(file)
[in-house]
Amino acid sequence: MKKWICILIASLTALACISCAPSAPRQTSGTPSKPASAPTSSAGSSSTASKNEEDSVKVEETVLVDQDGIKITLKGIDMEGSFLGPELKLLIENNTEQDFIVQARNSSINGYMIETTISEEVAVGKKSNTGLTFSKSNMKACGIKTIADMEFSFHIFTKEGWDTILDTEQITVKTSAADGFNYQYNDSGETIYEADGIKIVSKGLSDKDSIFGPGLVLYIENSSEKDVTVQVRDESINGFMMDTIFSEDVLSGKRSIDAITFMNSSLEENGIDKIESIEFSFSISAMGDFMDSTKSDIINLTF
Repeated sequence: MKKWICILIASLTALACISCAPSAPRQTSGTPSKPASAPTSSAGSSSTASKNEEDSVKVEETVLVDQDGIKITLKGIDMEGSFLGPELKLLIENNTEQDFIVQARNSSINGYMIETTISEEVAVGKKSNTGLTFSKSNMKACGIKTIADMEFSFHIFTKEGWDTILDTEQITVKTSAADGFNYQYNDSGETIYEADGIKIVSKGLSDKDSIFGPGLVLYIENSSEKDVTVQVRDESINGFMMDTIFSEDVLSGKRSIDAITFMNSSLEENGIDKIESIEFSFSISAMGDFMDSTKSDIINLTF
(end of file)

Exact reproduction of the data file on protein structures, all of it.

[in-house]
Amino acid sequence: MKKWICILIASLTALACISCAPSAPRQTSGTPSKPASAPTSSAGSSSTASKNEEDSVKVEETVLVDQDGIKITLKGIDMEGSFLGPELKLLIENNTEQDFIVQARNSSINGYMIETTISEEVAVGKKSNTGLTFSKSNMKACGIKTIADMEFSFHIFTKEGWDTILDTEQITVKTSAADGFNYQYNDSGETIYEADGIKIVSKGLSDKDSIFGPGLVLYIENSSEKDVTVQVRDESINGFMMDTIFSEDVLSGKRSIDAITFMNSSLEENGIDKIESIEFSFSISAMGDFMDSTKSDIINLTF
Repeated sequence: MKKWICILIASLTALACISCAPSAPRQTSGTPSKPASAPTSSAGSSSTASKNEEDSVKVEETVLVDQDGIKITLKGIDMEGSFLGPELKLLIENNTEQDFIVQARNSSINGYMIETTISEEVAVGKKSNTGLTFSKSNMKACGIKTIADMEFSFHIFTKEGWDTILDTEQITVKTSAADGFNYQYNDSGETIYEADGIKIVSKGLSDKDSIFGPGLVLYIENSSEKDVTVQVRDESINGFMMDTIFSEDVLSGKRSIDAITFMNSSLEENGIDKIESIEFSFSISAMGDFMDSTKSDIINLTF